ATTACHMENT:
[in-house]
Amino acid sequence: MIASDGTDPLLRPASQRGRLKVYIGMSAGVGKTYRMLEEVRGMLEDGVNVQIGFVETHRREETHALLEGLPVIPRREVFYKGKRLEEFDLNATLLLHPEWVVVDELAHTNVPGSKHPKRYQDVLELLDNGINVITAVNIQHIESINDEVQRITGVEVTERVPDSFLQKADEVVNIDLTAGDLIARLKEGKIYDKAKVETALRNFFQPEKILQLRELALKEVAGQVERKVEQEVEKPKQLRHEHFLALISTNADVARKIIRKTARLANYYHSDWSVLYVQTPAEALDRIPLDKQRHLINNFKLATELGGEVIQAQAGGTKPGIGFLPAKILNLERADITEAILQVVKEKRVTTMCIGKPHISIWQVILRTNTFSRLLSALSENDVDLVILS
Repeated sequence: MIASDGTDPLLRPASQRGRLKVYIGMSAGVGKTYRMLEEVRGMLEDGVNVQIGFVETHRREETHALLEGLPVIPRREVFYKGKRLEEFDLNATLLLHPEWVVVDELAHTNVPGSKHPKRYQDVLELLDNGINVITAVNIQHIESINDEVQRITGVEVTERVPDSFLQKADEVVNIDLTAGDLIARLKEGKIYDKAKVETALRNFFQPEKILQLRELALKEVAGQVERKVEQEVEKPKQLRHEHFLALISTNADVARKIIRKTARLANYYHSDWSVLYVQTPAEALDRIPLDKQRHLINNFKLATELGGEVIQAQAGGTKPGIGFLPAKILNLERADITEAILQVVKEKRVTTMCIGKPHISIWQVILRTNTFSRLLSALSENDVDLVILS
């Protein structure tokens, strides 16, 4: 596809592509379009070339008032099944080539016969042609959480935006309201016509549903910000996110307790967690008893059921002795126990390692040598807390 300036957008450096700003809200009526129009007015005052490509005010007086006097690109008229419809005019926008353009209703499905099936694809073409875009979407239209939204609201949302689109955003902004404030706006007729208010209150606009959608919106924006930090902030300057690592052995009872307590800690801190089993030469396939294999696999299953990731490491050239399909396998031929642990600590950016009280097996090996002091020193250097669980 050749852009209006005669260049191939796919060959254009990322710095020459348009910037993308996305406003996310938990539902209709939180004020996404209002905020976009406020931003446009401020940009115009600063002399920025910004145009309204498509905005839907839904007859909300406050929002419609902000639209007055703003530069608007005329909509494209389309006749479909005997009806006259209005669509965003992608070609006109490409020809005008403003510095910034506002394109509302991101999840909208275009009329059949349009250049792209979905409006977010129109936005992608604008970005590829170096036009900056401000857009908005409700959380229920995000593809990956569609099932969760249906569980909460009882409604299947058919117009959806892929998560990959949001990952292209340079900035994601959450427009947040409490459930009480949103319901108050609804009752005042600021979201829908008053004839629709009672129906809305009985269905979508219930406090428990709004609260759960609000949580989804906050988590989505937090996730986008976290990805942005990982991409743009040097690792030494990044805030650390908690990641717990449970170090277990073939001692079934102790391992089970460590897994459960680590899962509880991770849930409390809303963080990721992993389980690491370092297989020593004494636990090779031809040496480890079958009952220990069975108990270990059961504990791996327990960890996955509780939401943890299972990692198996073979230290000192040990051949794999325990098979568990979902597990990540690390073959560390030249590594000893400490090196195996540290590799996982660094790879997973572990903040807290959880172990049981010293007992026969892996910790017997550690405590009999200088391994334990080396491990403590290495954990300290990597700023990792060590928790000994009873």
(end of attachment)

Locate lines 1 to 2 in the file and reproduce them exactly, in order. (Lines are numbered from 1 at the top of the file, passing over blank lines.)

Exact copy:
[in-house]
Amino acid sequence: MIASDGTDPLLRPASQRGRLKVYIGMSAGVGKTYRMLEEVRGMLEDGVNVQIGFVETHRREETHALLEGLPVIPRREVFYKGKRLEEFDLNATLLLHPEWVVVDELAHTNVPGSKHPKRYQDVLELLDNGINVITAVNIQHIESINDEVQRITGVEVTERVPDSFLQKADEVVNIDLTAGDLIARLKEGKIYDKAKVETALRNFFQPEKILQLRELALKEVAGQVERKVEQEVEKPKQLRHEHFLALISTNADVARKIIRKTARLANYYHSDWSVLYVQTPAEALDRIPLDKQRHLINNFKLATELGGEVIQAQAGGTKPGIGFLPAKILNLERADITEAILQVVKEKRVTTMCIGKPHISIWQVILRTNTFSRLLSALSENDVDLVILS